A few tips on destressing this holiday season
The feelings leading up to the holidays are often a combination of excitement, wonder, anticipation…and sometimes a sprinkling of stress, agony, and disappointment. Let’s just put it all out there on the table: The holidays aren’t always sunshine and rainbows and, for some, can be filled with irritability, anxiety, chaos, and depression.
The key to eliminating those feelings is not in this article, sorry to report. However, please keep reading for ways to help you take back control, stay present, and feel a little more balance this season. Cue the champagne pop!
A good, old-fashioned list can go a long way and it can be satisfying to cross things off. Organize your holiday to-dos by category so you can make as few trips to the store and supermarket as possible.
While you’re planning, also plan to make a dedicated space in your house for wrapping/gifts. Ideally, all your tape, paper, tags, and ribbon will fit in a plastic bin that you can pull out and place in its temporary home for the season.
Especially during the holidays, money can feel tight across the board. Set spending limits with your office, family, and friends, and stick to them. Send a Christmas email newsletter instead of cards plus all that postage. Draw names with the little ones in your family so each child gets one gift from another child. Do the same with adults. Set a price max and get the person you drew something they really want.
The Power of No
“Just say no,” should be applied and accepted much more widely than it is. Guess what? When someone invites you to a party that you know is going to overcrowd your weekend, require the cost of a babysitter, Uber, and hostess gift and, quite frankly, you’re just not feeling it…there is only one response. “No, thank you.” You don’t owe anyone an explanation and you don’t need to make up an excuse. That’s it. RSVP with regrets and move on.
Quite often we are paying for convenience when it comes to certain goods and services, right? There is no better time like the holiday season to splurge on conveniences. Get groceries delivered and tip your driver. Stop by Magnolia Foods or Peakland Catering for last-minute treats, ham biscuits, and snacks. Order a cheese board from Purple Door Gourmet Kitchen. Pick up a case of wine from Everyday Sommelier or Reserve and have a gift on hand for last minute holiday visitors. Buy a loaf of cottage cheese dill bread from Montana Plains and make someone (that someone can be you!) very happy.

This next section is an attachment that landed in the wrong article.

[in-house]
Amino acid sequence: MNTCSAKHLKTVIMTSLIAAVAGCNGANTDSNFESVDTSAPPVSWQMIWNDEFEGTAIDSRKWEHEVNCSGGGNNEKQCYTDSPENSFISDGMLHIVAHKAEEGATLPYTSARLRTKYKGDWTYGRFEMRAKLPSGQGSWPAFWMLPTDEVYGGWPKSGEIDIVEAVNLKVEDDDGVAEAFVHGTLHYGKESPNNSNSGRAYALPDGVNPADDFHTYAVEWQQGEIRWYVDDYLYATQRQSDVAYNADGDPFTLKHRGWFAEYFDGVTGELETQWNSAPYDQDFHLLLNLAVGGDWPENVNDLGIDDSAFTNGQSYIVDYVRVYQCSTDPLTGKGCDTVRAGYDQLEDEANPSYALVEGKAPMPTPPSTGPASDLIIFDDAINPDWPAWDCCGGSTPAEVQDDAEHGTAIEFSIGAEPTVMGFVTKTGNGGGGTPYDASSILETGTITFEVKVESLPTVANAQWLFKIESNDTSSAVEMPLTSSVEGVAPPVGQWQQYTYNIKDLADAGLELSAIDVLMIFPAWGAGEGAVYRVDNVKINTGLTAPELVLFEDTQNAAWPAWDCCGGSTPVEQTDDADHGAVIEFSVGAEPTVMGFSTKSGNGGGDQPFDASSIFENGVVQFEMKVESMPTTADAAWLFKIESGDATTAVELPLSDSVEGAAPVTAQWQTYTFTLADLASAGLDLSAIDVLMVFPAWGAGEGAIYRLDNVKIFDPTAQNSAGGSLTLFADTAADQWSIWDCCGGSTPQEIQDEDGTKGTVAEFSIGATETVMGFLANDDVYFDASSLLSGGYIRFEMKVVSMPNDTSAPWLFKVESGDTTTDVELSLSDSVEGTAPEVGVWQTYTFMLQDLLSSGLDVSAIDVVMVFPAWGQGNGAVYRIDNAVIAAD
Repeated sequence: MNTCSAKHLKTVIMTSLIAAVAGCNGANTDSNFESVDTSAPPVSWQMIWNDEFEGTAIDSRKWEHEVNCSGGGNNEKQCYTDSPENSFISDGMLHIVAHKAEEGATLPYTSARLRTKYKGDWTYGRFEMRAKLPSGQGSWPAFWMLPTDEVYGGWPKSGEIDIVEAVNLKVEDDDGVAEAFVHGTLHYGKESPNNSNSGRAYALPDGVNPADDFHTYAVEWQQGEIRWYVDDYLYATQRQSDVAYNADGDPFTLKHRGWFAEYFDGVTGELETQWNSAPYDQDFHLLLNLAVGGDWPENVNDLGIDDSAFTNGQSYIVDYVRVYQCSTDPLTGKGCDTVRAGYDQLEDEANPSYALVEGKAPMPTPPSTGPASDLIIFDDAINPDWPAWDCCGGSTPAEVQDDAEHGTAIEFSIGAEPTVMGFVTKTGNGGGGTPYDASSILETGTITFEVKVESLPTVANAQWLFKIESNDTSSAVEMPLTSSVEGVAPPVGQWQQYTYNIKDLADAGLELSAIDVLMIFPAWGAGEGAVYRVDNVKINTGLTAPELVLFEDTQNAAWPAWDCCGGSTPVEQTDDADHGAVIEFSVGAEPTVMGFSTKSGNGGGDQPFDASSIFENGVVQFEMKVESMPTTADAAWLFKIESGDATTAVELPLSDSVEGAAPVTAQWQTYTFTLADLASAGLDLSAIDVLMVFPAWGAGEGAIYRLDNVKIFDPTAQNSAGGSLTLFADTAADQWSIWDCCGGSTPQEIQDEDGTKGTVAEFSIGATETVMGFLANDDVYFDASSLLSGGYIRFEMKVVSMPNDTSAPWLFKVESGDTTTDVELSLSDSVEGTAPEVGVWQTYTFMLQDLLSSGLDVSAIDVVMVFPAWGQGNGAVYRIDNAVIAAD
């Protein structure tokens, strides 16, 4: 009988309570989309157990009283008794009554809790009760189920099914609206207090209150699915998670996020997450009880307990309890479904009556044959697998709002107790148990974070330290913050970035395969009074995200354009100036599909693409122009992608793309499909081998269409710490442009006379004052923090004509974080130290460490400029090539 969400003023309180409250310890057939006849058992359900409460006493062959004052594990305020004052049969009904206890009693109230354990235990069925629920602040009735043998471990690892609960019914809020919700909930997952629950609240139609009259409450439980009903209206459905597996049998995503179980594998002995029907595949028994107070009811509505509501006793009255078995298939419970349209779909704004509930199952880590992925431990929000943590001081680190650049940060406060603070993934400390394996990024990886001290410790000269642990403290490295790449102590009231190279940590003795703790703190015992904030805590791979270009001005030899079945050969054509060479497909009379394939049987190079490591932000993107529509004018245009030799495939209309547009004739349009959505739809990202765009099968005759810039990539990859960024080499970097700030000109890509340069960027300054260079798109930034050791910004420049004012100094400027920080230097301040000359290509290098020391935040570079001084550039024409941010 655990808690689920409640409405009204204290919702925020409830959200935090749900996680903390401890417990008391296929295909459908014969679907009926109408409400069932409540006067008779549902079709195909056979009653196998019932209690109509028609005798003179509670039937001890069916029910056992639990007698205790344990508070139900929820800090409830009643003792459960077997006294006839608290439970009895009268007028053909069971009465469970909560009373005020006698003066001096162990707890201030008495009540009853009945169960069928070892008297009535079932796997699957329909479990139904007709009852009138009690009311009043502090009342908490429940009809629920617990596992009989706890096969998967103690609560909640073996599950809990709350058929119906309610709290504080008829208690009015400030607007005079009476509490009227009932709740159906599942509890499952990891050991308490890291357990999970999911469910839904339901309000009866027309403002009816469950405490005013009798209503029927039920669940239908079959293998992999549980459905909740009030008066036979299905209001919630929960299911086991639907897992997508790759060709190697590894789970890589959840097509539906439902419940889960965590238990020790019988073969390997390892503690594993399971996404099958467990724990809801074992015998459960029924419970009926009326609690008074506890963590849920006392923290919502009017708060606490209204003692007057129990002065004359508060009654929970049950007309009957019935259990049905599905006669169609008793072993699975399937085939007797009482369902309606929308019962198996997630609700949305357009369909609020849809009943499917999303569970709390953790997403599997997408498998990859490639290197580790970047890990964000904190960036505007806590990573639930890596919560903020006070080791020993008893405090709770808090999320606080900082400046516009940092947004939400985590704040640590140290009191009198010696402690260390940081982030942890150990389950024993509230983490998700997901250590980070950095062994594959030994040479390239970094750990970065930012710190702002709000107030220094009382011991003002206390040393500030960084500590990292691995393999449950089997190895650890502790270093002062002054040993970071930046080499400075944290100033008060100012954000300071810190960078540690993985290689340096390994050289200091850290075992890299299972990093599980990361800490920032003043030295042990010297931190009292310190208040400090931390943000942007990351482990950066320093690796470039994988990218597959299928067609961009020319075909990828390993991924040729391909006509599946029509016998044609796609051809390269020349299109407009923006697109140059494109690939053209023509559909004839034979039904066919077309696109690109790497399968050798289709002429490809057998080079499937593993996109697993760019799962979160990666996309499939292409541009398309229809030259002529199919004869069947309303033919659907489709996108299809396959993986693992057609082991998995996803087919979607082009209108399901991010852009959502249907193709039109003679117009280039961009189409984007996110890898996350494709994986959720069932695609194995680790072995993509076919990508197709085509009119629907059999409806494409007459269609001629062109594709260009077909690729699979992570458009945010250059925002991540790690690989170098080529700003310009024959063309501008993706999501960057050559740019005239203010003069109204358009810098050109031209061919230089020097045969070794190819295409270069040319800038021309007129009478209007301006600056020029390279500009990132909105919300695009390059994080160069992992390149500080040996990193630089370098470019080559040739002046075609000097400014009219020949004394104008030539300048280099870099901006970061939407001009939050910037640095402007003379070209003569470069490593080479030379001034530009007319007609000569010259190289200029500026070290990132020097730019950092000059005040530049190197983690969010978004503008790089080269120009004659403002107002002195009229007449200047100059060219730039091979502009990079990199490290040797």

Take the guesswork out of it and support local businesses while making your people smile. Did you draw the name of an avid exerciser when your family drew names for Secret Santa? Buy them a gift card to Iron and Grace, Prana, or James River Yoga and they can use it how and when they want. Foodie friend on your list? Get them a gift card to Grey’s on Fifth or the new Hill City Donuts. Would a clean house make your receiver smile? Hire a local housekeeper to tidy up. Would your people prefer an experience? A gift card to Rise Up Climbing would be well received by everyone. A win all the way around is to donate to a favorite charity in honor of the receiver.
Tips from a Pro
“All of our feelings are generated by what we think,” said Life Coach Kristin Dabney. “It isn’t something happening outside of us that creates our feelings. Rather it is our interpolations, opinions, and thoughts about the situation. For instance, if you were ready by October 1st for the holidays, when you realize it is a week until the holidays, you will most likely feel elated, ready, excited, prepared. However, if you have not begun any holiday prep and you realize it is a week before, you may feel behind, frazzled, pressured—in a word ‘overwhelmed.’ The number of days until the holidays is neutral until you have a thought about it.”
Decide in advance how you want to feel this holiday season: Calm, joyful, motivated, hospitable, spiritual, faithful, organized, generous? And choose thoughts that create these feelings.
“Thoughts like, ‘No matter the state of my home I look forward to hosting people this holiday,’ or ‘I plan to give of my time this season and talents instead of giving gifts, so I don’t overextend myself financially,” Dabney expanded.
Write down everything you want or need to do this holiday season. Then, look at the whole list and decide what you can actually remove. Next, what can you delegate on the list? You do not have to do everything on the list. Get creative about how you can accomplish all that you want to accomplish without you doing it all. Finally, assign a time and date on your calendar to everything left on your list. Be realistic about how much time each item will take.
“Then, and here is the biggie, honor what you add to your calendar,” she said.